December 29, 2007.

Now that I’ve addressed some of the reasons behind the Writer’s Strike, I’d like to explore the core belief behind complaints about the Strike- namely, that it is greedy or selfish to desire more than what one already has. I think most Americans are pretty comfortable with the idea of bettering one’s economic situation but, for many of us, the belief that prevents us from making more money or living a better life is the one that says money is somehow bad and that it is wrong to desire it. We may crave a pay increase, to be debt-free, to live without struggle, and to enjoy a life rich in all experiences, not just those arising from necessity, but how often does that actually happen? How many people do you know who are living a life of ease?

For myself, I would love the security of health insurance and preventative medical care, which I have lived without for years. I would love to pay off my astronomical student loans and my car and to be able to live in a space larger than a studio apartment. I would love to visit my family and friends who I now am too far away from to make that affordable. I would love to travel outside of my own country so I can see the world I am so curious about. I would love to buy a new pair of jeans when I need them instead of waiting while my current pair falls apart. What prevents me from having the things I need and want? My choices- to attend a private school over a state school or to be an actor instead of a businesswoman- are certainly part of that. But I have come to believe that it is not actually necessary or desirable to live with financial hardship. Money is not evil, having money is not wrong, and living a fulfilling life is nothing to sneer at.

Desire is the fuel of the Universe. Desire propels expansion and growth- on a personal, global, and cosmic level. Desire stays us in the game. Desire motivates change when it’s the hardest thing we’ve ever had to do. Desire is imagination manifesting into form. Desire keeps us alive with curiosity and excitement. The desire to become more than what one is, the desire to have more than what one has, the desire to do more than what one does- this is the stuff of evolution. Desire can, and should be, one of the most joyful aspects of human life. Without desire, where would we be as the human race or as a planet? Everything would stop, stagnate, and decay. Thankfully, even if we wanted to, it isn’t possible to halt the process of evolution.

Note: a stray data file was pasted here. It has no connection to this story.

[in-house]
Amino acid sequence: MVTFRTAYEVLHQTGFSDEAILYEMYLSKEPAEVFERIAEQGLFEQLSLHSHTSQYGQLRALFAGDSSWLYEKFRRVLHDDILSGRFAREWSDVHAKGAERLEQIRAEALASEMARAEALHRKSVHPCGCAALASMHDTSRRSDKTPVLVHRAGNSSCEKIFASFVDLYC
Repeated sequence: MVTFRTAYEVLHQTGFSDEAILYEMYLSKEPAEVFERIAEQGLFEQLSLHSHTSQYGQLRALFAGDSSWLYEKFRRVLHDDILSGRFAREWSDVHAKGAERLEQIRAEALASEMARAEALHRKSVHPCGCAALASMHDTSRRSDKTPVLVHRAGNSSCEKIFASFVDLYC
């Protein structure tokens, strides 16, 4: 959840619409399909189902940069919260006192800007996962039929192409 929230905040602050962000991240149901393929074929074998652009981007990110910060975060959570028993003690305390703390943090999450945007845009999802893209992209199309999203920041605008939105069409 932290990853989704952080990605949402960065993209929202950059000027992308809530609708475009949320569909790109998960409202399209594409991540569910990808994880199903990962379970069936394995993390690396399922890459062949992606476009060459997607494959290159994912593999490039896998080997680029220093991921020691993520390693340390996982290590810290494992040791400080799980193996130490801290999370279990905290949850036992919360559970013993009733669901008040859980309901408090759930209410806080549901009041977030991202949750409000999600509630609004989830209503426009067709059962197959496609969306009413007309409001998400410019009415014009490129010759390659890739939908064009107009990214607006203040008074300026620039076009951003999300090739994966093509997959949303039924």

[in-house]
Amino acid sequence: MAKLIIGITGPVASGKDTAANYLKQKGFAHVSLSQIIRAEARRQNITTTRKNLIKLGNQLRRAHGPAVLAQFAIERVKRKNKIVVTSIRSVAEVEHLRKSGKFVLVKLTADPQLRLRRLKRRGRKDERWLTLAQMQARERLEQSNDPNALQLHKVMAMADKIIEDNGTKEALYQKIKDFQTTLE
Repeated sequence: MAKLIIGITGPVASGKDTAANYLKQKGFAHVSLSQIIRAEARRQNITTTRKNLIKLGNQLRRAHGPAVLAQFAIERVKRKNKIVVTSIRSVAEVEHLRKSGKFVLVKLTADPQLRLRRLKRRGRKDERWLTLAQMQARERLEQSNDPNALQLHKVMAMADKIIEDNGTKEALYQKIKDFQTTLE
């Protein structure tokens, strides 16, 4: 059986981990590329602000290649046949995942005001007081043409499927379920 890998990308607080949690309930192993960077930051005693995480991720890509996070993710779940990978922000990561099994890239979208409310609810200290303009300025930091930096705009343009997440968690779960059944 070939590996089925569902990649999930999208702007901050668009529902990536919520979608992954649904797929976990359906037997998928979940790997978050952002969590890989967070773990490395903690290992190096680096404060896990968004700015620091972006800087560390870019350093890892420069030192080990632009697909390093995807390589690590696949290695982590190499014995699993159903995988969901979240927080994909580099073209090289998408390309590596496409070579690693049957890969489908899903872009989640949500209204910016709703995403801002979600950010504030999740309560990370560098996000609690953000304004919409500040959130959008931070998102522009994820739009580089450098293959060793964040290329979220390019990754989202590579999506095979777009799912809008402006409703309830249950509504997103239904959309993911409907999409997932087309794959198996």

To say that the Writer’s Strike is a selfish endeavor- that the writers should just be grateful to have what they have- is to say in effect that we should accept our lot in life and hope that it doesn’t get any worse. It is a form of treading water- attempting to stay afloat while, unavoidably, never going anywhere. Here I would like to point out that resignation is not the same as gratitude- nor is it the same as acceptance. A person can accept where they are, and be grateful for what they have, while at the same time cultivating a desire for something bigger and better. Gratitude partnered with desire is a powerful force for change. Just taking a cursory look at a partial history of desire- the Civil Rights movement, the education about AIDS and environmentalism, the space program, the peace movements opposing every war, the origins of every worker’s union- is enough to illustrate the progress that would have been impossible without the desire for something better.

Many of us were born into families who felt that it was enough to work hard and play by the rules. Money was luxurious, misunderstood, and sometimes even feared. I think it is no coincidence that the people carrying guilt and anger about money are often the people who don’t have any. Those with money understand that it affords opportunity, philanthropy, education, and FUN! God forbid we should all have any fun on our short trips around the earth. Taking an objective look- isn’t money, used wisely, a good and beneficial thing? Sure, people can misuse it and they do so all the time. Sure, the desire for money can sometimes cause people to do horrible things to other people and to the planet. But would you rather be one of those without it? One of those with no influence and no ability to change your circumstances? One of those struggling incessantly instead of living the life of your dreams?

The belief that money is bad and that I don’t deserve to have it has been one of the most stubborn core beliefs in my life. It has held me back for years. I am now starting to change it and beginning to see, ever so gradually, the evidence of that change. I want to live the biggest, boldest, most expansive life I can dream of. I want the resources to experience everything I can imagine and desire. To me, that is a life worth living.


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